Let Them Chirp Awhile, the movie
As we discovered after its premiere at the Woodstock Film Festival, Let Them Chirp A While, 24-year old Jonathan Blitstein’s East Village drama-comedy, was made on the cheap, in just 18 days flat, one of which the director spent in hospital suffering from stress! But you wouldn’t know it from the charming confidence with which his movie unravels, nor would you guess from the many well-played scenes that they were mostly shot in a maximum of two takes. Let Them Chirp Awhile comes across, if not exactly fully formed or perfectly filmed, then with enough wit and style to suggest that a major new film-maker is in town.
Let Them Chirp Awhile – the title comes from an Emerson poem with only tangential reference to the movie itself– revolves around flailing young East Village screenwriter Bobby (played with amusing self-debasement by Justin Rice), his best friend Scott, an uncommitted musician (delivered with deliberate disdain by Brendan Sexton III) and his nemesis, the successful, cynical playwright Hart Carlton (Zach Galligan). Audaciously, Blitstein’s movie starts and ends by realizing Bobby’s script ideas on screen, and stages Carlton’s play in the middle – complete with a scene theft from one of Bobby’s rejected scripts and a real life cameo by Rent semi-star Anthony Rapp as Carlton’s (no-show) lead. Confused? You should be, but even with all these enigmas wrapped inside of riddles, Blitstein keeps the whole thing moving effortlessly along.
Being the East Village, there’s a fair amount of musical beds. After Scott kicks out his live-in girlfriend Michelle (gorgeously portrayed by Pepper Binkley), she rebounds through both Hart and Bobby, though the latter has the decency (to Scott, if not to himself) to stop at first base. “You’re doing that thing that depressed girls do that isn’t eating chocolate,” he tells her as he rebutts her advances. Bobby, your classic 20-something East Village dilettante, is in fact far too busy dealing with girls to get his script finished; aside from his brief make-out with Michelle, he finds himself stuck with a ditzy NYU teen he picked up in Washington Square Park, while also successfully hitting on a beautiful Swedish assistant working American Apparel on Houston Street. In addition, he strikes a deal with the bi-sexual girl he thought might become his girlfriend until she chose, instead, to become a full-blown lesbian: when she requests that he looks after her Jack Russell while she visits LA, he demands payment in the form of one night’s passion – “and you have to move your hips like you love me.” She readily agrees. Those of us who know the East Village will recognize both types and, apart from finding the whole thing perfectly plausible, will also intrinsically understand that the deal will never be honored.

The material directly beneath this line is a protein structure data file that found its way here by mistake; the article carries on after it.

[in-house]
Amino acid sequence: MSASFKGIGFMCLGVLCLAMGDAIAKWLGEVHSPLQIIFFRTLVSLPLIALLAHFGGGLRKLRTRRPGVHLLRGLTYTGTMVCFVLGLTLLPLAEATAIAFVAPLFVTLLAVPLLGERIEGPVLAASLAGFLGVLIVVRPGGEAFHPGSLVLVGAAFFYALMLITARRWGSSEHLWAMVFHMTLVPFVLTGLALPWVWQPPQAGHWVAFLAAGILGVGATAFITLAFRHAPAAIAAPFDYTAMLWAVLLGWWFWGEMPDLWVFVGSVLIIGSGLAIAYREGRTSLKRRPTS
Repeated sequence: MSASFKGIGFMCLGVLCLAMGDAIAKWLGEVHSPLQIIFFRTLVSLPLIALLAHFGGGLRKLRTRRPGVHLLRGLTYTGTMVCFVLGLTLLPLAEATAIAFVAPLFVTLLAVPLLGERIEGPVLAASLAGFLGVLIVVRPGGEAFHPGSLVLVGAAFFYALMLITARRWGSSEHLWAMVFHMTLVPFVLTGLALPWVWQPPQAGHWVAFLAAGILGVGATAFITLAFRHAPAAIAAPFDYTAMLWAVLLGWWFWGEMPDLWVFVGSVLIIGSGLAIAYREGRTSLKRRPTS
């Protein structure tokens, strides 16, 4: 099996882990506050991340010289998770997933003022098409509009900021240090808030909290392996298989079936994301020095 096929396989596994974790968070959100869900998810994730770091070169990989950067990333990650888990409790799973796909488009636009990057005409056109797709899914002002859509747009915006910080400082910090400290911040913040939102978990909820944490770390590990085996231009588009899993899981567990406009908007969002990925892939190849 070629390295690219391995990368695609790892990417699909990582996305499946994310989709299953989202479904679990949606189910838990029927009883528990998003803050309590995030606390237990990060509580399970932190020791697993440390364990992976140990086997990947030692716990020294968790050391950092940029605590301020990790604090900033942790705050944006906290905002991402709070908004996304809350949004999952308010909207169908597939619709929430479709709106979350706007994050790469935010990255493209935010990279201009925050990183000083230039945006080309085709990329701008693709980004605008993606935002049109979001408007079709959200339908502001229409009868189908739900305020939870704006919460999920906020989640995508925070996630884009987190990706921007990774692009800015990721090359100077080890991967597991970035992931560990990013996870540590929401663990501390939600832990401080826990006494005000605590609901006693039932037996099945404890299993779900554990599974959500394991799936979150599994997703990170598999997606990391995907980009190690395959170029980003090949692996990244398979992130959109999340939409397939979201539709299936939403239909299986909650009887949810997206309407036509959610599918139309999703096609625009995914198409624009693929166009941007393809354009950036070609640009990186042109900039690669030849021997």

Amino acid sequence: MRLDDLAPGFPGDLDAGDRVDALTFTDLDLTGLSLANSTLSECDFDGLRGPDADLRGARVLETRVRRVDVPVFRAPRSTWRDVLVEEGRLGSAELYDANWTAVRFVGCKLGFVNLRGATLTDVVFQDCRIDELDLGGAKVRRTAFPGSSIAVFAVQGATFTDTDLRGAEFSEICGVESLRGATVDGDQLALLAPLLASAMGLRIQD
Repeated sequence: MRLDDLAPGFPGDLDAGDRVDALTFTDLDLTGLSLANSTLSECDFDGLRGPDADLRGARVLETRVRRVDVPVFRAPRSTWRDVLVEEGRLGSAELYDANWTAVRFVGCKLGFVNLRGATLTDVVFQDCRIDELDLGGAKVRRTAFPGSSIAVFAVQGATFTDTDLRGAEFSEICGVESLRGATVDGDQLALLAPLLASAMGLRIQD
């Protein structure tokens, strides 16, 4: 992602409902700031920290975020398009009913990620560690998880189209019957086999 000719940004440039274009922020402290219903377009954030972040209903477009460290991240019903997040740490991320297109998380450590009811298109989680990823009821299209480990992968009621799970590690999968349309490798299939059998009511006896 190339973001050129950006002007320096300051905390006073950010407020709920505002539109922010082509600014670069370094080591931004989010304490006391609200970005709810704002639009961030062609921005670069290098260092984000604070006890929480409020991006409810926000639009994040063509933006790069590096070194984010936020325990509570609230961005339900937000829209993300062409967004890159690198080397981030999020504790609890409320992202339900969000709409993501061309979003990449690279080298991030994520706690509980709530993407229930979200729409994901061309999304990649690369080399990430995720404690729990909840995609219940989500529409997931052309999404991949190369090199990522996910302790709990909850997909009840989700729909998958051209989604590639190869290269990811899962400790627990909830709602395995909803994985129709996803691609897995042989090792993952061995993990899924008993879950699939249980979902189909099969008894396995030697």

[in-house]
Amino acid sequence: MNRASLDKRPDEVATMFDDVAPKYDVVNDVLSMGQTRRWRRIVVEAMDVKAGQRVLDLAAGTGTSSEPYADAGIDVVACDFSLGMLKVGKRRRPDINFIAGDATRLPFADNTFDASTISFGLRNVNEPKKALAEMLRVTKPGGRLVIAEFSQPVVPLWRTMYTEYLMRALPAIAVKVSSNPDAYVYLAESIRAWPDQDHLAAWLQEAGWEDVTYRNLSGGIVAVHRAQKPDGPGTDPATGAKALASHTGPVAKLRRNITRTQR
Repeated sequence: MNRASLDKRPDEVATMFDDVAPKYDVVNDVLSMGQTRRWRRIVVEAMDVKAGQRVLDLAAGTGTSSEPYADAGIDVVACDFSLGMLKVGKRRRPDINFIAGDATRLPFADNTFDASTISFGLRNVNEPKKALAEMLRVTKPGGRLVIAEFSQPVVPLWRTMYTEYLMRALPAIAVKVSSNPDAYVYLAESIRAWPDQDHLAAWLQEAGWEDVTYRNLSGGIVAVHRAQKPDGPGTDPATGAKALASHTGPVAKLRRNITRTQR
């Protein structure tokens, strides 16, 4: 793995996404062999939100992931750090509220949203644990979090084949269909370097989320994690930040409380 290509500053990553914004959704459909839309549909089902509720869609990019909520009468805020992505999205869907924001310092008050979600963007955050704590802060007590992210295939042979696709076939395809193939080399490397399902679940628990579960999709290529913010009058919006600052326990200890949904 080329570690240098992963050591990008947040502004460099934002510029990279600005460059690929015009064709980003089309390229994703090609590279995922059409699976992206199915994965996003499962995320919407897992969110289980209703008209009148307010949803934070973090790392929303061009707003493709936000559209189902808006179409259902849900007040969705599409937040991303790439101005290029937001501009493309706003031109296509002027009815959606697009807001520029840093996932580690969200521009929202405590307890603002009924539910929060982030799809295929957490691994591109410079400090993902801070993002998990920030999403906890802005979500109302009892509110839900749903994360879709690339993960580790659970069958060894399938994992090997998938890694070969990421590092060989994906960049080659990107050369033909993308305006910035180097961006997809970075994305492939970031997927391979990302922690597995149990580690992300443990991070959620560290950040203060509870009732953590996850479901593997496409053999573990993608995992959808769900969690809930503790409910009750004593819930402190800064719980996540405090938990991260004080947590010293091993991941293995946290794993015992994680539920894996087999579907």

If it all seems slapstick and slightly clichéd, well, perhaps it is, but there are some deft satirical touches nonetheless. Scott and Michelle panic when they want to research the local movies but “the wi-fi is down.” The after-party for Hart’s premiere has a college student parroting her professor’s already-dated opinions about the Internet’s potential for consumer democracy. And, of course our heroes all drink Pabst Blue Ribbon out of cans. But at least the movie wasn’t based in Williamsburg. In fact, as someone who lived and loved in the East Village for many years, it was reassuring to recognize so many backdrops, and to see how little has changed socialogically. Through Blitstein’s precocious eyes, the Village still attracts dreamers, schemers, doers and losers, and they will inevitably wind up stealing creative ideas and lovers from each other, and one or two of them may just make it anyway – and chances are, they’re not actually the ones who deserve it.
Discussing the movie-making process afterwards, Blitstein was as funny in person as Justin Rice was up on the screen. (He was not, however, half as good-looking – all the more reason to allow his cinematic alter-ego to so easily pick up a young Swedish blonde.) He also looked shockingly, frighteningly young to have written, produced, directed and edited such a confidently endearing movie. There’s a lesson here, something about shooting your movie in 18 days flat rather than waiting around for extra seed money. (There may be another one, about attending NYU Film School, and learning one’s craft with the best.) There certainly doesn’t seem to be much by way of master plan. “If it gets two weeks in an East Village art house, I’ll be ecstatic,” Blitstein said – or words to that effect. He may just be protecting himself by keeping his hopes so very modest. But even if the cineplexes nationwide never get the treat, Let Them Chirp Awhile fully deserves its run on Houston Street: the Sunshine and Angelika should be preparing their marquee as I type. Really, it’s a delight.